- Co-op marketing dollars. Several niche sites representing different disciplines can pool resources to more cost effectively reach target companies. Co-op marketing is very popular in consumer products organizations. Cracker companies co-op with cheese companies for holiday promotions. Tissue manufacturers co-op with cold and flu medication companies. Together they reach a targeted audience at half the cost of a solo advertisement. An accounting site, a logistics site, and a technology site can pool advertising dollars to reach companies that might hire all three skill sets. A diversity site geared towards African Americans can co-op resources with a site geared towards American Indians or Hispanics to promote hiring a diverse population. A site for women in technology can co-op with a site for women in financial careers to promote women in the workplace initiatives. Co-op advertising does not require a merger or even an “official” joint venture; it simply requires creativity, cooperation, and a strong desire to succeed.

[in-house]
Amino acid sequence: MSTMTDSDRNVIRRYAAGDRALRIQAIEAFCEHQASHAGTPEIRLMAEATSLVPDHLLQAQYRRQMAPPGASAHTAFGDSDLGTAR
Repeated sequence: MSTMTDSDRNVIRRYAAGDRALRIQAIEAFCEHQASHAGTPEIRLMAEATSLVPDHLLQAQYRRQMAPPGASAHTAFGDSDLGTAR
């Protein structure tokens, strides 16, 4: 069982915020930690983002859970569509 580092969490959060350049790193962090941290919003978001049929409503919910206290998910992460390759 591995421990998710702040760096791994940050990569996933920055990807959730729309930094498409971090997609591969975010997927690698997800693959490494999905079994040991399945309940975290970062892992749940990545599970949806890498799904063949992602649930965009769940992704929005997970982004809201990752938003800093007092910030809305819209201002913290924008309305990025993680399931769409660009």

- Utilize referral resources. No one wants a site to succeed more than a happy customer. Satisfied clients are always willing to provide recommendations. Publicity is a tremendous traffic builder. Free publicity is even better. Client and candidate referrals are resources that tend to be underutilized. Niche boards should ask some of their best clients and newly placed candidates to contact their industry associates to encourage them to try the site. Recruiters can post recommendations on forums like ERE. Alternatively, candidates can post recommendations on newsgroups and other industry forums. It only takes the simple effort of asking a few happy clients and candidates to help “spread the word.”